Chisholm retired from Congress in 1983 and taught at Mount Holyoke College in Massachusetts. She spoke out against the Vietnam War until it ended, and she has continued to speak out for the interests of the urban poor.

Henry Ossawa Tanner

Henry Ossawa Tanner

The son of a minister in the African Methodist Episcopal Church, Henry Ossawa Tanner was raised in an affluent, well educated African-American family. Although reluctant at first, Tanner’s parents eventually responded to their son’s unflagging desire to pursue an artistic career and encouraged his ambitions. In 1879, Tanner enrolled at the Pennsylvania Academy of Fine Arts, where he joined Thomas Eakins’s coterie.

Tanner moved to Atlanta in 1889 in an unsuccessful attempt to support himself as an artist and instructor among prosperous middle class African-Americans. Bishop and Mrs. Joseph C. Hartzell arranged for Tanner’s first solo exhibition, the proceeds from which enabled the struggling artist to move to Paris in 1891. Illness brought him back to the United States in 1893, and it was at this point in his career that Tanner turned his attention to genre subjects of his own race.  Continue reading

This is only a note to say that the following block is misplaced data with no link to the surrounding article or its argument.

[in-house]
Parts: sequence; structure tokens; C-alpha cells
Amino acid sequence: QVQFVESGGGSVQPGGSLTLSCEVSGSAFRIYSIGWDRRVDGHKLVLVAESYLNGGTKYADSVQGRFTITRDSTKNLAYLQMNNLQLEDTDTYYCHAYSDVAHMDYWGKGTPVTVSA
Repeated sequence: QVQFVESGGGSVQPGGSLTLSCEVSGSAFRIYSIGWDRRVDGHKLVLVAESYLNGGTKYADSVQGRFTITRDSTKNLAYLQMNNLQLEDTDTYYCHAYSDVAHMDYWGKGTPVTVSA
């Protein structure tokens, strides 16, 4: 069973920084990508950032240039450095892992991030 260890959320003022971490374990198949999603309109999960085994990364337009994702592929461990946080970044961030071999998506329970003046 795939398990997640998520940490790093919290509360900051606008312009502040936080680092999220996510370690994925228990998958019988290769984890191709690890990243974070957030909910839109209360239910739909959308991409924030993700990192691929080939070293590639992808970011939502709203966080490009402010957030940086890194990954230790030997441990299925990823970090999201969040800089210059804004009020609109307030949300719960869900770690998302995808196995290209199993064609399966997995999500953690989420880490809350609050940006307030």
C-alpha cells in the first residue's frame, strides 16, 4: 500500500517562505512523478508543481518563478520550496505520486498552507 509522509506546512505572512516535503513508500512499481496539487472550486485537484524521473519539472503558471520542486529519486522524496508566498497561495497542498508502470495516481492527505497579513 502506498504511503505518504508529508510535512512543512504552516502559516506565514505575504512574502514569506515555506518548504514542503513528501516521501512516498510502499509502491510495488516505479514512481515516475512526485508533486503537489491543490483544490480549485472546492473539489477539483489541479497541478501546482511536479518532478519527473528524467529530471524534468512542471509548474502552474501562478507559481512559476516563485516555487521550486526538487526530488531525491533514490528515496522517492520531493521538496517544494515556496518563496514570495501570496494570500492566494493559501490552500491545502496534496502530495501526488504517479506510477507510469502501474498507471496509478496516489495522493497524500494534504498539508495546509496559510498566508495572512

Scott Joplin

(b. Nov. 24, 1868, Bowie county, Texas, U.S.–d. April 1, 1917, New York, N.Y.), American black composer and pianist known as the “king of ragtime” at the turn of the 20th century.

Studying piano with teachers near his childhood home, Joplin traveled through the Midwest from the mid-1880s, performing at the Columbian Exposition in Chicago in 1893. Settling in Sedalia, Mo., in 1895, he studied music at the George R. Smith College for Negroes and hoped for a career as a concert pianist and classical composer. His first published songs brought him fame, and in 1900 he moved to St. Louis to work more closely with the music publisher John Stark.  Continue reading